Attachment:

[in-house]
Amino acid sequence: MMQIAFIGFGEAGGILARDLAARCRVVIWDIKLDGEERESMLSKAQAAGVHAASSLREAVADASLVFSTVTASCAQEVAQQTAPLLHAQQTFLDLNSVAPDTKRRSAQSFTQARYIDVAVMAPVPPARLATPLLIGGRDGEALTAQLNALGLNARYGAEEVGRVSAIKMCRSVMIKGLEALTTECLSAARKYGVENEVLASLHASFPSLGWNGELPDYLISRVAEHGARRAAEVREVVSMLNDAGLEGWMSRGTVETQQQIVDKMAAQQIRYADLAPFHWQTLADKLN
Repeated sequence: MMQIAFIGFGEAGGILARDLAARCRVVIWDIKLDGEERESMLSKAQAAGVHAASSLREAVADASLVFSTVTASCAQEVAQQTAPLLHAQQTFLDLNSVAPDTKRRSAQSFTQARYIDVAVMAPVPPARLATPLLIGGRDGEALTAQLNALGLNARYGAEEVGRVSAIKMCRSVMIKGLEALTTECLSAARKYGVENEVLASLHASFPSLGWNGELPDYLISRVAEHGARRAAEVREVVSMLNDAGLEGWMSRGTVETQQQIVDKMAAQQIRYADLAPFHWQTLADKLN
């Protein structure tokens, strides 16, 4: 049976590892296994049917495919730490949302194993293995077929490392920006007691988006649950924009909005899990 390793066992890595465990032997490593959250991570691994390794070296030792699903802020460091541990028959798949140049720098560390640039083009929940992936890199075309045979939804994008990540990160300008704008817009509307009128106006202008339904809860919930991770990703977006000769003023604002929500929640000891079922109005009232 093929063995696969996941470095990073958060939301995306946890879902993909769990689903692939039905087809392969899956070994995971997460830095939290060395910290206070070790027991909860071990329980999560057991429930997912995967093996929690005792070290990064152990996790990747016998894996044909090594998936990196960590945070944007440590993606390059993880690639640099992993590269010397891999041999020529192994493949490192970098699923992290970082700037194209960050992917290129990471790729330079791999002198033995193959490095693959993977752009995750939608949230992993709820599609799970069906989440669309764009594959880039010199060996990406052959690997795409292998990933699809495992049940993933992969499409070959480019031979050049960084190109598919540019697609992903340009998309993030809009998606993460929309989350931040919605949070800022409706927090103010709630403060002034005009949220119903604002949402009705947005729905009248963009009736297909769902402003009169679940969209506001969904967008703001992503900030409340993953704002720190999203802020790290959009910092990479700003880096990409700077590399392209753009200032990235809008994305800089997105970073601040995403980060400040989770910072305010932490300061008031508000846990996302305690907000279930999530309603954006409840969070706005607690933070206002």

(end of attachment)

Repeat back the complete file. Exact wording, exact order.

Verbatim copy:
[in-house]
Amino acid sequence: MMQIAFIGFGEAGGILARDLAARCRVVIWDIKLDGEERESMLSKAQAAGVHAASSLREAVADASLVFSTVTASCAQEVAQQTAPLLHAQQTFLDLNSVAPDTKRRSAQSFTQARYIDVAVMAPVPPARLATPLLIGGRDGEALTAQLNALGLNARYGAEEVGRVSAIKMCRSVMIKGLEALTTECLSAARKYGVENEVLASLHASFPSLGWNGELPDYLISRVAEHGARRAAEVREVVSMLNDAGLEGWMSRGTVETQQQIVDKMAAQQIRYADLAPFHWQTLADKLN
Repeated sequence: MMQIAFIGFGEAGGILARDLAARCRVVIWDIKLDGEERESMLSKAQAAGVHAASSLREAVADASLVFSTVTASCAQEVAQQTAPLLHAQQTFLDLNSVAPDTKRRSAQSFTQARYIDVAVMAPVPPARLATPLLIGGRDGEALTAQLNALGLNARYGAEEVGRVSAIKMCRSVMIKGLEALTTECLSAARKYGVENEVLASLHASFPSLGWNGELPDYLISRVAEHGARRAAEVREVVSMLNDAGLEGWMSRGTVETQQQIVDKMAAQQIRYADLAPFHWQTLADKLN
């Protein structure tokens, strides 16, 4: 049976590892296994049917495919730490949302194993293995077929490392920006007691988006649950924009909005899990 390793066992890595465990032997490593959250991570691994390794070296030792699903802020460091541990028959798949140049720098560390640039083009929940992936890199075309045979939804994008990540990160300008704008817009509307009128106006202008339904809860919930991770990703977006000769003023604002929500929640000891079922109005009232 093929063995696969996941470095990073958060939301995306946890879902993909769990689903692939039905087809392969899956070994995971997460830095939290060395910290206070070790027991909860071990329980999560057991429930997912995967093996929690005792070290990064152990996790990747016998894996044909090594998936990196960590945070944007440590993606390059993880690639640099992993590269010397891999041999020529192994493949490192970098699923992290970082700037194209960050992917290129990471790729330079791999002198033995193959490095693959993977752009995750939608949230992993709820599609799970069906989440669309764009594959880039010199060996990406052959690997795409292998990933699809495992049940993933992969499409070959480019031979050049960084190109598919540019697609992903340009998309993030809009998606993460929309989350931040919605949070800022409706927090103010709630403060002034005009949220119903604002949402009705947005729905009248963009009736297909769902402003009169679940969209506001969904967008703001992503900030409340993953704002720190999203802020790290959009910092990479700003880096990409700077590399392209753009200032990235809008994305800089997105970073601040995403980060400040989770910072305010932490300061008031508000846990996302305690907000279930999530309603954006409840969070706005607690933070206002």